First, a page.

SIGIR 2012 was hosted by Oregon Health & Science University in Portland Oregon. The conference was held at the Marriott Downtown Waterfront Hotel. While many conference attendees acquired residence at the conference venue, others were dispersed throughout lodgings in the downtown area. The busy five day schedule consisted of three days of main conference proceedings (including an industry day), bookended by tutorials and workshops respectively.
Sunday – Tutorials
Although the conference began on the Sunday at 8:45am with tutorials and a Doctoral Consortium, I took the chance to stroll around `The Bite of Oregon’ food, beer, and wine festival, which was in full swing just five minutes walk from the conference venue. While the beer and wine were refreshingly good, they did not come close to a nice cool Guinness (see SIGIR 2013) or a Spanish coffee which could be sampled at Hubers cafe (the oldest bar in Portland). In the afternoon, Emine Yilmaz, Evangelos Kanoulas and Ben Carterette delivered an excellent up-to-date overview of IR evaluation in their tutorial “Advances on the Development of Evaluation Measures”. Borrowing from the presenters’ quote of Lord Kelvin, “What you can’t measure you can’t improve” was a fair motivation to attend. The tutorial mainly focused on offline evaluation, covering the latest trends in formalising and defining new metrics and methodologies which capture search result effectiveness on wider and more realistic perspectives. The first part of the tutorial gave a good account of probabilistic models of user browsing behavior as a formal foundation for the definition of new IR metrics, as well as a retrospective unifying view on traditional ones. The tutorial went on to present the latest progress on evaluation techniques from a session perspective, the implications on the task definition, the test collections, and the metrics. The last part of the tutorial conciled clarity and depth in a well-presented overview of the recent advances in evaluating for IR diversity and novelty.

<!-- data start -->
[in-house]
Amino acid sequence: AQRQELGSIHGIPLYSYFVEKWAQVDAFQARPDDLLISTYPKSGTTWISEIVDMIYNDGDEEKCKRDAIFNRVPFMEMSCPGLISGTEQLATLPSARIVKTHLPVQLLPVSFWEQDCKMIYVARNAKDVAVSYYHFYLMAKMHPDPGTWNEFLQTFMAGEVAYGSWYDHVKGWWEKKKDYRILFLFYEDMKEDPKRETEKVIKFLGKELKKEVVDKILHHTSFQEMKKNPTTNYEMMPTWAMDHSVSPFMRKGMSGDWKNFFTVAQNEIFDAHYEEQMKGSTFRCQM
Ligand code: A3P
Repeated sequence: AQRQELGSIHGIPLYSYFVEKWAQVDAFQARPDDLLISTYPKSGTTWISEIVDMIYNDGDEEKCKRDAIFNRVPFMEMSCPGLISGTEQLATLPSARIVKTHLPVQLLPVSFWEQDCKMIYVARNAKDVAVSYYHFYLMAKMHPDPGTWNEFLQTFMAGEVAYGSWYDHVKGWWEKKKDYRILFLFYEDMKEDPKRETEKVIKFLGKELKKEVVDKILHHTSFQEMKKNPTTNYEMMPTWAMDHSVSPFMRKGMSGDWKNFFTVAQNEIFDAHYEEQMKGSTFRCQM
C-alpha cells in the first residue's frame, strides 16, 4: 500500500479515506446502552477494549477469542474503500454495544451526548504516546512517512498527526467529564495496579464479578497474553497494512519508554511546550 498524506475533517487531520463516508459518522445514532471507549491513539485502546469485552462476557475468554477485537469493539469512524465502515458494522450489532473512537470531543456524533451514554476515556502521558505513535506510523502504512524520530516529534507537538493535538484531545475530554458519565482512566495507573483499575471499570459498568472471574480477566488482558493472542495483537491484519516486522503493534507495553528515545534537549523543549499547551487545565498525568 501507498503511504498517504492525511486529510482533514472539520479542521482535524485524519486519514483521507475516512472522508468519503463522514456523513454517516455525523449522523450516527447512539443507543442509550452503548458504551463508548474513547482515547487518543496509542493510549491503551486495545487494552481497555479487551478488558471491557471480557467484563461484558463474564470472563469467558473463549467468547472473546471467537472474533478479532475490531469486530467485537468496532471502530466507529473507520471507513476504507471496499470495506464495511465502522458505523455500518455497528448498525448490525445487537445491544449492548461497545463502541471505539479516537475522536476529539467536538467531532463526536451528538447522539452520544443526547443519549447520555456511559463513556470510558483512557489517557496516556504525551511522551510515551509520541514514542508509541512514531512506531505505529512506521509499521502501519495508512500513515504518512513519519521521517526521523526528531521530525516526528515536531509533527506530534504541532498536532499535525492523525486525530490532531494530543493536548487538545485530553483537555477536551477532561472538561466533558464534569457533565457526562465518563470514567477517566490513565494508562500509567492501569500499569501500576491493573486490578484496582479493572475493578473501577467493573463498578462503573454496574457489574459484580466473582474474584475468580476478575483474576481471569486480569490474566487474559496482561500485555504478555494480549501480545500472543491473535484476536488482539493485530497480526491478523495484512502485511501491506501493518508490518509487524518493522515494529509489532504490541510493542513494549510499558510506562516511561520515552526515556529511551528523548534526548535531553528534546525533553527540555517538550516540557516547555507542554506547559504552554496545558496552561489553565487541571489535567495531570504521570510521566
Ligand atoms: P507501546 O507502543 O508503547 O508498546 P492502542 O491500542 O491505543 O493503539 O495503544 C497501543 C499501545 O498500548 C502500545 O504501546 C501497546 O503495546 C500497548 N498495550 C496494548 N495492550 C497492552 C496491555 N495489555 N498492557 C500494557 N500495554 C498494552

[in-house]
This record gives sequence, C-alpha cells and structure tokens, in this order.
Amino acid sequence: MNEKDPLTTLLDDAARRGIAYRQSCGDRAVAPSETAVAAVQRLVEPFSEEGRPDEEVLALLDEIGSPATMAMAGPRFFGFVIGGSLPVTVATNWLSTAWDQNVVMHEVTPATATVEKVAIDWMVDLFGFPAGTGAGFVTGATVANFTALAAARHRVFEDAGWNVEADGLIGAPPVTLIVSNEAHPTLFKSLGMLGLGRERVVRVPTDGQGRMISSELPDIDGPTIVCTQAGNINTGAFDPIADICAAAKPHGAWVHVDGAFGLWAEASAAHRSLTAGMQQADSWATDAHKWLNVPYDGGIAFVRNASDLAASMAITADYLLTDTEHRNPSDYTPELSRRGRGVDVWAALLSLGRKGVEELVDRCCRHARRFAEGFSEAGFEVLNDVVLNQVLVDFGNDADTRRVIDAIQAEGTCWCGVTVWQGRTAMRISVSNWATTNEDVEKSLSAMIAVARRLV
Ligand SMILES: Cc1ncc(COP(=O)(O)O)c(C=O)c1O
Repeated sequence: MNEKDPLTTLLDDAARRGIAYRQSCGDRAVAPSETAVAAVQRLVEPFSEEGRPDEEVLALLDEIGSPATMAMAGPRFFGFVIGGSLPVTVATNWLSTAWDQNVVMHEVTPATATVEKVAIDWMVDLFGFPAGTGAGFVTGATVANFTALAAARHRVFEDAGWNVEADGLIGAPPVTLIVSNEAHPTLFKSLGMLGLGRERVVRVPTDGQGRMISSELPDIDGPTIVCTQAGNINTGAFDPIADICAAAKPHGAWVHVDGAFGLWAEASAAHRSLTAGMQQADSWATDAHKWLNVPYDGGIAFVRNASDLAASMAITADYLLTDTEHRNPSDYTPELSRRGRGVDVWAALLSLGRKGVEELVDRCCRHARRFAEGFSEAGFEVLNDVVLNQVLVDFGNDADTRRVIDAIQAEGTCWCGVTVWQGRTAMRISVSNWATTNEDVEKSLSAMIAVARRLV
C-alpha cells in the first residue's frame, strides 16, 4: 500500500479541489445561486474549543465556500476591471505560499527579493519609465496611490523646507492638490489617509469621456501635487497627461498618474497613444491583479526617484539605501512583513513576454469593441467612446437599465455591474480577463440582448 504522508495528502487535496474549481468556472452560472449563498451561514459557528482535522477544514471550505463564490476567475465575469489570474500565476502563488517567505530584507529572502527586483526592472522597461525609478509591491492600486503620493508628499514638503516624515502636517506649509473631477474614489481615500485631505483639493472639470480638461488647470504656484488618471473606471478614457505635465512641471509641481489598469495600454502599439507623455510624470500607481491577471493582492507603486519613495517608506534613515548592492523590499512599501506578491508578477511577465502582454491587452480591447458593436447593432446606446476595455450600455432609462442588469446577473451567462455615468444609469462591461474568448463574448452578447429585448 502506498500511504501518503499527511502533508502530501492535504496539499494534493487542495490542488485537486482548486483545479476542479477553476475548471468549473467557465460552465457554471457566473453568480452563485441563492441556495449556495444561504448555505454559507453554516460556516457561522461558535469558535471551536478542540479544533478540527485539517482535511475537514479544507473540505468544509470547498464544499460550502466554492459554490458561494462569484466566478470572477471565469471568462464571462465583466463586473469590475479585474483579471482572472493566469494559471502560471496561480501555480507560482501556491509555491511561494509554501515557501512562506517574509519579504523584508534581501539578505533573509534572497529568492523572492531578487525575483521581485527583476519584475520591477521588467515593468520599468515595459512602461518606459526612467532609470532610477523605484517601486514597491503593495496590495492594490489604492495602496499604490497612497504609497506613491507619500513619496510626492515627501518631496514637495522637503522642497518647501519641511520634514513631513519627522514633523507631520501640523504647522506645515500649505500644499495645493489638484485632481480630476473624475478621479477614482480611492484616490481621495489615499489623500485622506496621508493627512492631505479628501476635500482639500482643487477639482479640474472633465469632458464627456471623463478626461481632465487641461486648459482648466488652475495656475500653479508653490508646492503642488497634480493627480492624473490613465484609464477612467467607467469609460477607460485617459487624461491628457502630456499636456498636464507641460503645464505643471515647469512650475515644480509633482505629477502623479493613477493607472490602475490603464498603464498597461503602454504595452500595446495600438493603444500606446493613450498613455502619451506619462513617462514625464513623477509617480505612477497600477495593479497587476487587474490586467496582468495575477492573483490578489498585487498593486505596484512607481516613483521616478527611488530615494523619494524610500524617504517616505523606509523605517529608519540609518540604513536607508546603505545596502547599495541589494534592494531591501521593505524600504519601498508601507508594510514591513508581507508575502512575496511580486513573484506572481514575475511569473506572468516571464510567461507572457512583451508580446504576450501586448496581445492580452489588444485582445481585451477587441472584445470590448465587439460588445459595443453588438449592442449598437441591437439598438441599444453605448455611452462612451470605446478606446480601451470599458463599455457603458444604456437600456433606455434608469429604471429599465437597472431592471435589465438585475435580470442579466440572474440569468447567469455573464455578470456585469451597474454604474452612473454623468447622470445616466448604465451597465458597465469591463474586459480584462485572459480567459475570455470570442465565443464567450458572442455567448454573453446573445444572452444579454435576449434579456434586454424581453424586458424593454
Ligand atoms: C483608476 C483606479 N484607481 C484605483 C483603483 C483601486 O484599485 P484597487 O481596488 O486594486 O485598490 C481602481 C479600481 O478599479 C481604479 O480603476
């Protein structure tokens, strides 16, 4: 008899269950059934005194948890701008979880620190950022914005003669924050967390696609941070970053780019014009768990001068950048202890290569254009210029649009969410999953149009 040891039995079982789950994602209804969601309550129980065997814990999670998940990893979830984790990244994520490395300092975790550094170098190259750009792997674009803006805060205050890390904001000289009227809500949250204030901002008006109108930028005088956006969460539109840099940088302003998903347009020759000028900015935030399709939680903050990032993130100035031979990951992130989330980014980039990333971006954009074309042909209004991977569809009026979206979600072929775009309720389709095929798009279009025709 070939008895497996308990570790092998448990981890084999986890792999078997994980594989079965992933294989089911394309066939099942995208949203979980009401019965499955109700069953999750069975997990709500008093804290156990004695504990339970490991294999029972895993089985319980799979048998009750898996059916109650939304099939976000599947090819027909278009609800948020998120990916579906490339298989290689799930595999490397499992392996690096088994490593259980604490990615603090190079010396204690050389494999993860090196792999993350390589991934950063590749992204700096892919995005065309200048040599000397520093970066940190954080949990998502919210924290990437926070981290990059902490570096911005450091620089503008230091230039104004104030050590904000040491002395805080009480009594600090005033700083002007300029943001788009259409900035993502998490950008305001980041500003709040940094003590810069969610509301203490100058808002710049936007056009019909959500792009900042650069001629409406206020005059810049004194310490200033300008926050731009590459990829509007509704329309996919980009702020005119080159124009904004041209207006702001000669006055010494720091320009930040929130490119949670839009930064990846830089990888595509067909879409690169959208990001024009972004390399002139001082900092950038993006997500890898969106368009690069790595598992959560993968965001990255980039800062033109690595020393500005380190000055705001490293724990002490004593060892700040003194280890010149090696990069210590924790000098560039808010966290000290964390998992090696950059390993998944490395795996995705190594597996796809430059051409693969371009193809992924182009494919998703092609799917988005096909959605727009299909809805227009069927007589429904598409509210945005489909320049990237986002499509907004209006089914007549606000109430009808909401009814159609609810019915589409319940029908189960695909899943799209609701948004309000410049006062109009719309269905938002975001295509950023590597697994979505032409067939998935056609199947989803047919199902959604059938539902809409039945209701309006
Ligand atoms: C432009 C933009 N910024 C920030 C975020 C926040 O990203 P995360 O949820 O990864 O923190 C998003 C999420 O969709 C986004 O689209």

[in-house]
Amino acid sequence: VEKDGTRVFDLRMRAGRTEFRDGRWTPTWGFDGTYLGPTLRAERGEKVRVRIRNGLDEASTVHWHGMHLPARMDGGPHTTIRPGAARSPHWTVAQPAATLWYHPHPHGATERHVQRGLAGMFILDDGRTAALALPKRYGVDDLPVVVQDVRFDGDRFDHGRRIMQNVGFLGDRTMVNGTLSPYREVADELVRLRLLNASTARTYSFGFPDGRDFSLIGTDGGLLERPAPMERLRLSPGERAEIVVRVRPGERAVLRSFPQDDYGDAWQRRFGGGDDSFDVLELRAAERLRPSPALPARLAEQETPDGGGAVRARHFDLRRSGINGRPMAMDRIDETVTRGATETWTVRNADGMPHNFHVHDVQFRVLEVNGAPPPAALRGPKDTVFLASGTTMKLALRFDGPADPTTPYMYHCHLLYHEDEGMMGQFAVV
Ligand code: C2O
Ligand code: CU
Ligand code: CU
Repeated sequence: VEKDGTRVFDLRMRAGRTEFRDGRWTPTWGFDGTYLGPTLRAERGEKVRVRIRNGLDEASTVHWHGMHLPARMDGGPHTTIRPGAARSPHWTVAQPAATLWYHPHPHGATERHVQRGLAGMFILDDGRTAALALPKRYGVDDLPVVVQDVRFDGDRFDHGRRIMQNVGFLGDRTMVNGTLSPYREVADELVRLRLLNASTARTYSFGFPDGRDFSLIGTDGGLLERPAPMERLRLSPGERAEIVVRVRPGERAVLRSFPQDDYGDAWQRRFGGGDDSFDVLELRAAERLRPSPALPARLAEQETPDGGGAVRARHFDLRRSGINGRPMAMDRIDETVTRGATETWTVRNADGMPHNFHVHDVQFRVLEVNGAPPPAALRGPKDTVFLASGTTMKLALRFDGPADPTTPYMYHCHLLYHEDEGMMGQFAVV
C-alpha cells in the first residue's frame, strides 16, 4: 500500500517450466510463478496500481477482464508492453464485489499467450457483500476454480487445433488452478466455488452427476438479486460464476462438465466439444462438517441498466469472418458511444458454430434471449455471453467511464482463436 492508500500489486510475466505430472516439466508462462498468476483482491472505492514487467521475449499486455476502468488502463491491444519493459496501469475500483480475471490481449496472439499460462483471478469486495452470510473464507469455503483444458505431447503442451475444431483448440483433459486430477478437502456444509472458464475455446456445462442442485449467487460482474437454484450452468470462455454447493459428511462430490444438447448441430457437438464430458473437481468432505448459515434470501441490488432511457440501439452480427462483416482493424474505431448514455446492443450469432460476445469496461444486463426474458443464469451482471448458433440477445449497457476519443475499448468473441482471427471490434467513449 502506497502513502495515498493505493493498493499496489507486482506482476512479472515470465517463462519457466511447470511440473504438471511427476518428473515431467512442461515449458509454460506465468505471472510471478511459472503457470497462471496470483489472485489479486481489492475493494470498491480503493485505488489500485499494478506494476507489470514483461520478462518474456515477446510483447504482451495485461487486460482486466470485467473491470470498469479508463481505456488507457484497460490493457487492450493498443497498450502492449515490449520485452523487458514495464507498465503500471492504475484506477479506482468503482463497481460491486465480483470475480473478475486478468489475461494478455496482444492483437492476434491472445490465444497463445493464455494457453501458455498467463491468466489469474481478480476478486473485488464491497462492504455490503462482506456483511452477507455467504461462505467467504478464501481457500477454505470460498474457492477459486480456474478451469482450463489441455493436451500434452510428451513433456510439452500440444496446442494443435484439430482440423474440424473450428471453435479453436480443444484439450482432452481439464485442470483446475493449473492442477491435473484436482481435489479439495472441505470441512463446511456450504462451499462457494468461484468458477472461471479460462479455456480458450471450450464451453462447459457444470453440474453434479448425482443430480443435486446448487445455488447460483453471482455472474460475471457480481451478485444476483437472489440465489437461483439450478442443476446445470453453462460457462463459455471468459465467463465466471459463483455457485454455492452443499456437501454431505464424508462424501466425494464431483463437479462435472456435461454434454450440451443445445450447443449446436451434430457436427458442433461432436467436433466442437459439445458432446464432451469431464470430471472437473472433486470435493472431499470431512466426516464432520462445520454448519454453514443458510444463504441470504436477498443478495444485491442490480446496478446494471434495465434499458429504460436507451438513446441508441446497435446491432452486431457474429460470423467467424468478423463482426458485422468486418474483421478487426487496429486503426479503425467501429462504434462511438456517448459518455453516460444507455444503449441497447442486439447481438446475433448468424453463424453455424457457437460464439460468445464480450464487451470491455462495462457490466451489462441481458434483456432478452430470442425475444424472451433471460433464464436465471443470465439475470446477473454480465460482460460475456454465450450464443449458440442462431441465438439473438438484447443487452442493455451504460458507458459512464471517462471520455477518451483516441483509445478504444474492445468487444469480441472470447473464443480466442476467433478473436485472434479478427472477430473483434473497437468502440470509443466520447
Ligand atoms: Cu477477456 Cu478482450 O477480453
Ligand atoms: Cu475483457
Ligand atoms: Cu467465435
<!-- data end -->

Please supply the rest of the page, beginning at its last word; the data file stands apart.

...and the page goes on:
Monday – Main conference & Poster Session
On Monday morning a new Salton award winner was unveiled to the community. The Gerard Salton Award is a triennial award presented to those who have made “significant, sustained and continuing contributions to research in information retrieval”. Prof. Norbert Fuhr’s first duty was to delivery a keynote talk in which he outlined the importance of theory in a field in which there is a increasing immediacy for research advances that are practical and applicable. A very important point outlined by Prof. Fuhr was in the distinction between `How’ and `Why’ experiments. `Why’ experiments, he explained, are those that are aimed to validate a theory or explain phenomena, while, on the other hand, `How’ experiments aim to improve some aspect of the performance of the IR task regardless of a known theory behind `Why’ it works. The broad Science (theory) versus Engineering (practice) debate would be later re-ignited during the Industry day panel session.